A hike in the tax rate has affected the sales of timber markets in the city.
Bangalore, January 18, 2017: The timber industry and saw mills across the city have seen a decrease of 40-50 per cent in their sales. The owners have blamed the introduction of GST as the major reason for this nosedive.
Before GST was imposed, the tax rate of timber took a leap from 14.5 per cent to 18 per cent almost a 4 per cent hike in the tax amount.
Teak, the most preferred wood by new house buyers is the worst hit, said owners of saw mills.
Timber traders from Mysore said that Burma Teak, Malesiyen Sall, Australia Honne and Ghana Teak are the imported from Indonesia, Malaysia and Africa. While Neem and teak wood of Indian origin are auctioned by the Forest Departments state wise at regular intervals.
According to the Indian Forest Act, 1927, the felling of timber trees has been made illegal, Forest departments auction is the only way Industry players can purchase wood.
“We sell teak in large quantities but the customer asks for a reduction in the tax amount, which is a big problem. For example, a customer buys wood for Rs 7 Lakhs, then according to GST an amount of Rs 1,26,000 is payable as tax which becomes an overhead cost for the customer and he asks for a reduction. This is where we suffer more losses as owners of shops,” explained Jagadish H Patel, owner of Mahesh Timber Mart.
Saw mill owners are looking at cost reduction tools. They are laying off a few of their employees because all other costs are on the rise, with taxes increasing and sales reducing.
“The business has been hampered after the hike in tax rate. The sales have decreased by over 45 per cent as compared to last year. The other costs such as petrol and diesel have not reduced so I had to downsize my workforce, earlier there were 15 now only four.” said Mani Lal, Sri Bhagawan Saw Mill.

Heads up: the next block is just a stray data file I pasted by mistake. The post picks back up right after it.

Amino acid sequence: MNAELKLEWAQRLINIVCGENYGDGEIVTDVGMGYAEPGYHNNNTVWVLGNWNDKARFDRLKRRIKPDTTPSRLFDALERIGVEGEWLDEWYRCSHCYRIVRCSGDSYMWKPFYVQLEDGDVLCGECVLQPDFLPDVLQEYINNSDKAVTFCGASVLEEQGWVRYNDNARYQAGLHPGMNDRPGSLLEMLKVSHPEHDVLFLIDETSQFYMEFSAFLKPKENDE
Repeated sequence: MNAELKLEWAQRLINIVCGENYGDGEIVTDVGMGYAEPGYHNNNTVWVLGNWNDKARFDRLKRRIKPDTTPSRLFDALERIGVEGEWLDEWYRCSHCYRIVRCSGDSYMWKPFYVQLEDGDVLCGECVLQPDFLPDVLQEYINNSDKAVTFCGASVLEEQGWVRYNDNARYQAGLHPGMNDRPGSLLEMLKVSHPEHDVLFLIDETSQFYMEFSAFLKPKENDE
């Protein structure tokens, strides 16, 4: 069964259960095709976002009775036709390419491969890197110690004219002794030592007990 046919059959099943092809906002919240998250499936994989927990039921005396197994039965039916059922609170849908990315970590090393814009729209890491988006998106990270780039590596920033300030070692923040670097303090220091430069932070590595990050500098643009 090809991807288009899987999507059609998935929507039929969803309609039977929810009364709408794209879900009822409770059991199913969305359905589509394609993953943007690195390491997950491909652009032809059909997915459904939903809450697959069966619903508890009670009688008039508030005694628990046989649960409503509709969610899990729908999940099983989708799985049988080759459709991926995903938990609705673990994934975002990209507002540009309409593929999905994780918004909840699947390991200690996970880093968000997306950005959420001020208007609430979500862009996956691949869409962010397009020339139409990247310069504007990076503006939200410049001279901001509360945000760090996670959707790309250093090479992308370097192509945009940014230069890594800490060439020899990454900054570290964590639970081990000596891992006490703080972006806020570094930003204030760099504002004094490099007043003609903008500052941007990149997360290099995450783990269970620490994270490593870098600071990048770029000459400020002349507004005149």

Demonetisation also has a role to play in this. The real estate market is stagnant and houses ready to be sold are not being bought because of restrictions the Govt has set on cash transactions. There is a fall in demands for wood work (doors, windows, even in some cases, pillars and supporting beams) as fewer houses are being bought.
“Now that all the money spent on buying a house has to be accounted for, people are more careful. Since lesser houses are being bought, fewer home owners are buying wood in retail shops to make the own furniture” clarified Sameer Doshi, a retail plywood dealer.
Architects in the city have said new home owners (small and medium budget buyers) have collectively impacted plywood sales. The high budget buyers are still buying wood. But the plywood sales are going down as more budget home buyers than high net worth individuals.
Kanika Nayyar, an architect said, “Our customers have not been affected, because they buy in bulk and they do get some rebate in their total purchases. We only deal with high net worth customers, one of our customers just bought timber for 2 crore. However, people with budgets not that high have reduced wood work to an extent. Smaller groups of budget buyers have surely impacted the sales of the timber industry.”
Elixir Buildcon Pvt. Ltd’s Managing Director, said, “We had avoided wood use wherever possible last year. Instead of shuttering ply we use aluminium sheets and uPVC as they are re-usable, so, now that the tax has gone up our cost will also increase and will reflect in our final product. Not only wood, raw materials cost on most building materials has gone up thereby collectively increasing the cost of the houses we build for further resale.”
According to experts like Chartered accountants indirect tax is a major income source for the Government and they analyse the habits of consumers and tweak the tax rates of items accordingly. Vaibhav Ahluwalia, a chartered accountant, BSR & Co. LLP said, “Basic purpose of the taxes is to generate revenue to the Government. In addition, if they see the demand of a particular product going up rapidly and that product is not a necessity for the people it might charge higher rate of tax. They also take into consideration the demand of the product in global market. If it wants that particular product to be exported along with benefits under FTP it regulates its internal tax structure. On demand of the industry the govt might reduce the tax amount but only when they consider it being unfair or not being in public interest.”